A flood is an overwhelming experience. But taking quick action will put policyholders back in control of their home and their life.
Report the claim to-
The Flood Insurance Agency
Information we will need from you:
- Date of Loss
- Description of Loss
- Contact information including temporary address for the policyholder if they are not able to stay in their home
- Phone number where the policyholder can be reached during the evening
- The policyholder email address
An adjuster will be assigned within 48 hours. In cases of widespread flooding it can take longer. While you are waiting to be contacted by an adjuster begin step two.
Separate Property: The insurance policy requires the policyholder to separate damaged property from undamaged property. But don’t throw anything away before an adjuster has seen it, unless local law requires you to. In that case, take photos of the property before disposing of it and keep samples for the adjuster to see. (For example, cut out a piece of wall-to-wall carpet.) Do everything possible to protect undamaged property. However, prior to signing an agreement/contract with a cleaning, remediation, or maintenance contractor, policyholders should consult with the flood adjuster or flood insurer concerning coverage.
Review FEMA’s Claims Handbook for further information and instruction about the claims process. Even though the policy is not issued through FEMA, the Private Market Flood Policy is the same as the FEMA policy and is settled the same.
Claims Handbook: http://www.fema.gov/media-library/assets/documents/6659?id=2184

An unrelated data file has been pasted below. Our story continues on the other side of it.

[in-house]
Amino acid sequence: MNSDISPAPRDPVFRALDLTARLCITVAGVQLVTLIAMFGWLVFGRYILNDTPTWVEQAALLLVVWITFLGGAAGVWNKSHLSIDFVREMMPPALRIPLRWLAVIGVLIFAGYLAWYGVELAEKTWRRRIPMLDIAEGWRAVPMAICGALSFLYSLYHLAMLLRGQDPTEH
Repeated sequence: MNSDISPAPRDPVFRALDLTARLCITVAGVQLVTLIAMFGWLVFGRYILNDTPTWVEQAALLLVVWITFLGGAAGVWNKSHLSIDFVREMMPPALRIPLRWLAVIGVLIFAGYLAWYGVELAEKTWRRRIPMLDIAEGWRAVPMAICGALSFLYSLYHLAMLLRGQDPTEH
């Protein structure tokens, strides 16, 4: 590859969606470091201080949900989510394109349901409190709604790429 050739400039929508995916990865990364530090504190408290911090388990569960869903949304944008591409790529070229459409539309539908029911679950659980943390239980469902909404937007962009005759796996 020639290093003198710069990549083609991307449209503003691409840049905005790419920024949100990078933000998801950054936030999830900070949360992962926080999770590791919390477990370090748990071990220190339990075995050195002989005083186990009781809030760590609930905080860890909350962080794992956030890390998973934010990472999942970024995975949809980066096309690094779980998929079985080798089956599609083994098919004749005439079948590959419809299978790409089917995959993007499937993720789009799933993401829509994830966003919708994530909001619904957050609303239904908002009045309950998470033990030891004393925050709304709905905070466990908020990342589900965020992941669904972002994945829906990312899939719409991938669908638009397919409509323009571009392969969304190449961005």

If waters rise in the house before you can leave safely, move to the highest level necessary— even the roof. Take extra clothing, a radio, a flashlight and, if possible, food.
If time allows, turn off electricity at the breaker or fuse box and close the main gas valve; get valuables (furs, jewelry, important papers) to a higher level; fill bathtubs, sinks and plastic soda bottles with water. (Sanitize tubs and sinks with bleach, rinse and then fill); and bring outdoor possessions (lawn furniture, grills, etc.) inside or tie them down securely.
Keep away from downed power lines and any other electrical wires— electrocution is always a major cause of death in floods.
If you hear hissing or smell gas, leave immediately and call the gas company. Using a home phone or cell phone inside the house could spark an explosion.
Prepare, Plan, Stay Informed
Replacing important papers:
Mold, Moisture and the Home
How Do I Find A Place to Stay?
How Do I Find My Family?